The New York Supreme Court's Appellate Division, while dismissing a complaint against several professional liability insurers and reinsurers on forum non conveniens grounds, has noted in dicta that if the case had remained in New York state court, it would have sustained an interim award of defense costs, pending resolution of the insurers' attempt unilaterally to rescind the underlying policy. Ghose v. CNA Reinsurance Co. Ltd., 20070 WL 2493379 (N.Y. App. Div. Sept. 6, 2007).

The defendants had underwritten a directors and officers liability insurance policy issued to a Bermudian company. After investors sued the company's directors and officers in Australia, the insurers notified the directors and officers that they were considering rescinding the policy because of misrepresentations in the company's prospectus and a policy renewal application. One of the company's officers then filed an action against the insurers in New York state court for a declaratory judgment, and one officer moved for partial summary judgment as to his right to reimbursement of defense costs, which the trial court granted.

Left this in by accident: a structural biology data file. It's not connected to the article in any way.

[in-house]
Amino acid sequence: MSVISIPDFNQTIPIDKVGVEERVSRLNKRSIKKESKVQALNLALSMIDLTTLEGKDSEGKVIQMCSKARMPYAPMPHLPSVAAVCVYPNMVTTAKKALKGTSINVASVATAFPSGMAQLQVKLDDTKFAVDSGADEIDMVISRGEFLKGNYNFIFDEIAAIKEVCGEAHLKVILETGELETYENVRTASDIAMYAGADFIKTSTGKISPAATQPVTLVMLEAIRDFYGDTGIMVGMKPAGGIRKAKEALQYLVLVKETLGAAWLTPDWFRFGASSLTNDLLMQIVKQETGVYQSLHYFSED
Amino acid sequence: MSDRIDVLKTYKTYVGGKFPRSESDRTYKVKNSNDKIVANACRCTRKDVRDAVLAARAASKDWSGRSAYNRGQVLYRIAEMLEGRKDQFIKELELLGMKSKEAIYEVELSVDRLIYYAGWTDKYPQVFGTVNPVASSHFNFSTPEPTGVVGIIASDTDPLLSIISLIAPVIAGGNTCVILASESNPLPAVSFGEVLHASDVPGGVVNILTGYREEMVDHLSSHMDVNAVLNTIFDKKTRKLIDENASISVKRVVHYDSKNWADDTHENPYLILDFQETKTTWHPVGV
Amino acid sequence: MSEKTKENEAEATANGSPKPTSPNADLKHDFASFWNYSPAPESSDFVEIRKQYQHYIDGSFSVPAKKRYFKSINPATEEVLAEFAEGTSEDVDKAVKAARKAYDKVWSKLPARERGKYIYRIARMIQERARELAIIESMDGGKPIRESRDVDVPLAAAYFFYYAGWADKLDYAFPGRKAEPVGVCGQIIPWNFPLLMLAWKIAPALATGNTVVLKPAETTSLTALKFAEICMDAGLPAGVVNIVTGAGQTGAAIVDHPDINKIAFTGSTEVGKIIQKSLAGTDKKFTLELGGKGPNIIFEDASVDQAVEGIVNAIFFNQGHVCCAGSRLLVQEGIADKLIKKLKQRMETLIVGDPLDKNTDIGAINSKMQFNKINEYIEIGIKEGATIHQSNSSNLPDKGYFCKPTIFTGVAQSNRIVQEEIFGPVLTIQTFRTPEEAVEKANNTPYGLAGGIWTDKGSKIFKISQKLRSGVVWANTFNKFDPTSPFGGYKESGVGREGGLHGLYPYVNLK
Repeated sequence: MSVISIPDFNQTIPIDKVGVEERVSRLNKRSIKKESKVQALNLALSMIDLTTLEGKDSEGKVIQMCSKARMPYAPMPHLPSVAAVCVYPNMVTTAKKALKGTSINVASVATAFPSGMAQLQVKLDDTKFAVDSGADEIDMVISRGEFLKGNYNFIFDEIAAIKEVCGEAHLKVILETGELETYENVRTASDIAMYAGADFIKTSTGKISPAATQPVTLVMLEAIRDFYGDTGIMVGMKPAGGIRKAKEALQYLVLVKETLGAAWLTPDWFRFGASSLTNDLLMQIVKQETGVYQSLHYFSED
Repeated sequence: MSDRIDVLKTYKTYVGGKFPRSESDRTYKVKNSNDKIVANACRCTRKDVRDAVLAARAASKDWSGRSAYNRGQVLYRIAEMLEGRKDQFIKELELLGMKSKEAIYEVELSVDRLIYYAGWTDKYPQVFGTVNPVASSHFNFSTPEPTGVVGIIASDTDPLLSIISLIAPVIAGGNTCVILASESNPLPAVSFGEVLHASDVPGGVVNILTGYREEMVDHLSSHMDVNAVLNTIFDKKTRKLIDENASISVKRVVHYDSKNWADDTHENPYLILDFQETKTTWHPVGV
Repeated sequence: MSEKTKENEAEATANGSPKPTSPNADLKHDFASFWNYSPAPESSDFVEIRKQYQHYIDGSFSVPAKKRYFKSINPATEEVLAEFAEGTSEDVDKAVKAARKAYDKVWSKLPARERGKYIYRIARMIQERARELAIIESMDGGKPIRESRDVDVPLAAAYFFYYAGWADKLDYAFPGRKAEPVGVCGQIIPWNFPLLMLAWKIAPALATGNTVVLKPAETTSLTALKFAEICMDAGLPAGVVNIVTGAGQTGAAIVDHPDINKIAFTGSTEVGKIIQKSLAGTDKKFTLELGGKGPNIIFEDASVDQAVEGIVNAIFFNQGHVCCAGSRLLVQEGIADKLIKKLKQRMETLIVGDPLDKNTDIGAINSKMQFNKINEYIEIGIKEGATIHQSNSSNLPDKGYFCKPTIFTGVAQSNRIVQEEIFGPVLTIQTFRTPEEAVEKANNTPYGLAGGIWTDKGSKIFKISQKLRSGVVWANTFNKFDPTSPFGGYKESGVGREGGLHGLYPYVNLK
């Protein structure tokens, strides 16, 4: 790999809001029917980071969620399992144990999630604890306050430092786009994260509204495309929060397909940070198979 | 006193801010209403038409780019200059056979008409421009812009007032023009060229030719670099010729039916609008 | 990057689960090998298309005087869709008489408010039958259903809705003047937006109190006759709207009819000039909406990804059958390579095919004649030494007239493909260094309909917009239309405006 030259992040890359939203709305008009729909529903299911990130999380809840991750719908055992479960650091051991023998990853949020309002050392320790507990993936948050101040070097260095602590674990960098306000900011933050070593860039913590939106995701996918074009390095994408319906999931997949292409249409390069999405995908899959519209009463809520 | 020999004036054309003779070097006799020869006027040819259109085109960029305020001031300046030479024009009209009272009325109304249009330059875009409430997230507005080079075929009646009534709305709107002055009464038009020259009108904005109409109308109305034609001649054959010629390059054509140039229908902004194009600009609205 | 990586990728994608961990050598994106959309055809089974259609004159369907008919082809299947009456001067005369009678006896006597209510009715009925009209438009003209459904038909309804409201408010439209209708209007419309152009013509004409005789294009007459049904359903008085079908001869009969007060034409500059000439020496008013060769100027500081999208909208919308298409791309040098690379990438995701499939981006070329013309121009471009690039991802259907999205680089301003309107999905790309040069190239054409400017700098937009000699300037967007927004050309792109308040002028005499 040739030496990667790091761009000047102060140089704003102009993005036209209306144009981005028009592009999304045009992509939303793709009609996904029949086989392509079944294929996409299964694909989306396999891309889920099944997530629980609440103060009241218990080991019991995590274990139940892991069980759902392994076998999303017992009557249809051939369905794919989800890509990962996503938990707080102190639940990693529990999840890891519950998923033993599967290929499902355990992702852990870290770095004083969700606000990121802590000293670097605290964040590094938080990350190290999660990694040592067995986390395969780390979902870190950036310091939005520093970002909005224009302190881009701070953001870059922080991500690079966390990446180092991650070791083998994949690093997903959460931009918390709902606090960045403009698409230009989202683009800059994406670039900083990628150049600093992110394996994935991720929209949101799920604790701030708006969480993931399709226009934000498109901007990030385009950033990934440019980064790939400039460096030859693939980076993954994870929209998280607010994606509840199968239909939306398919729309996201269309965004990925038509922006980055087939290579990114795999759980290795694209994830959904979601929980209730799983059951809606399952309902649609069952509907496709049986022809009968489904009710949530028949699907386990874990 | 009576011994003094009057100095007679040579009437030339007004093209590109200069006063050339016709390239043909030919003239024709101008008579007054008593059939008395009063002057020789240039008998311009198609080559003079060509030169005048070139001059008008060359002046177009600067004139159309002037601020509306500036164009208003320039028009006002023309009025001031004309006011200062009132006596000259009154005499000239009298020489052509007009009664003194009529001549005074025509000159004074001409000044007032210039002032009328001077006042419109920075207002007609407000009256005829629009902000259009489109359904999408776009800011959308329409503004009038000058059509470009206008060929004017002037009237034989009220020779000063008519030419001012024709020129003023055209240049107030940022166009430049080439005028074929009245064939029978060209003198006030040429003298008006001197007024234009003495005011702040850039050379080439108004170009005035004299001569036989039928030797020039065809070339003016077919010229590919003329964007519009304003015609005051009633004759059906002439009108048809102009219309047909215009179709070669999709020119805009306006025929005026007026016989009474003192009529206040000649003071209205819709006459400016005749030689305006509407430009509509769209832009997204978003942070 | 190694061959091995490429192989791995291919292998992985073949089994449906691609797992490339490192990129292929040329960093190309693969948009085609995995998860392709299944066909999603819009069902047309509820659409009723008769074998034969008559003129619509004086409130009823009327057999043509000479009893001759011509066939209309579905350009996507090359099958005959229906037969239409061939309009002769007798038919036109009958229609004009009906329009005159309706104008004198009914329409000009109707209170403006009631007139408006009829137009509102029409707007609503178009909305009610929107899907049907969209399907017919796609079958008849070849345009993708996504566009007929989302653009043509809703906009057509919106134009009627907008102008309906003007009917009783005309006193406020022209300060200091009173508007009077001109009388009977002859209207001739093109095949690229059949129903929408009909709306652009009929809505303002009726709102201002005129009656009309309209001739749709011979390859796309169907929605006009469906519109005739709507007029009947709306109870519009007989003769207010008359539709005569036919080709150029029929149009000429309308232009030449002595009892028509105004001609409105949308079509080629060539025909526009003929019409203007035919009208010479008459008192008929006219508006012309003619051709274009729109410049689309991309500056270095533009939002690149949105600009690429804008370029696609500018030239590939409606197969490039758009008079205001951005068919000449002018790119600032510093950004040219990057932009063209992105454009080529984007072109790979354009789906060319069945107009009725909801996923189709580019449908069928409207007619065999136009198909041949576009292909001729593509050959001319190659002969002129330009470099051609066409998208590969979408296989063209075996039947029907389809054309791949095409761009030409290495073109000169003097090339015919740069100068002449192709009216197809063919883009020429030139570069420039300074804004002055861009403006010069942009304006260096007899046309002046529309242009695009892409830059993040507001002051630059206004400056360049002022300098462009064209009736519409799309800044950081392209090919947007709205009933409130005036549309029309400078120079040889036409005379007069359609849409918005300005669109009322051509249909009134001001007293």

In dismissing the complaint on forum non conveniens grounds, the appellate court observed in dicta that if the complaint had not been dismissed, the court would not have disturbed the interim award of defense costs. Citing Federal Insurance Co. v. Kozlowski, 792 N.Y.S.2d 397, 401-02 (N.Y. App. Div. 2005), the court explained that "New York law requires that a judicial order is a condition precedent to the cessation of payment for defense costs in circumstances where a claim has already been made." The court further noted that, "[e]ven if we were to accept underwriters' arguments that Bermuda law applies, we would conclude that the affidavit of the expert submitted by them, and the authority contained within, does not show that under Bermuda law, an insurer can unilaterally rescind a policy after a claim has been made."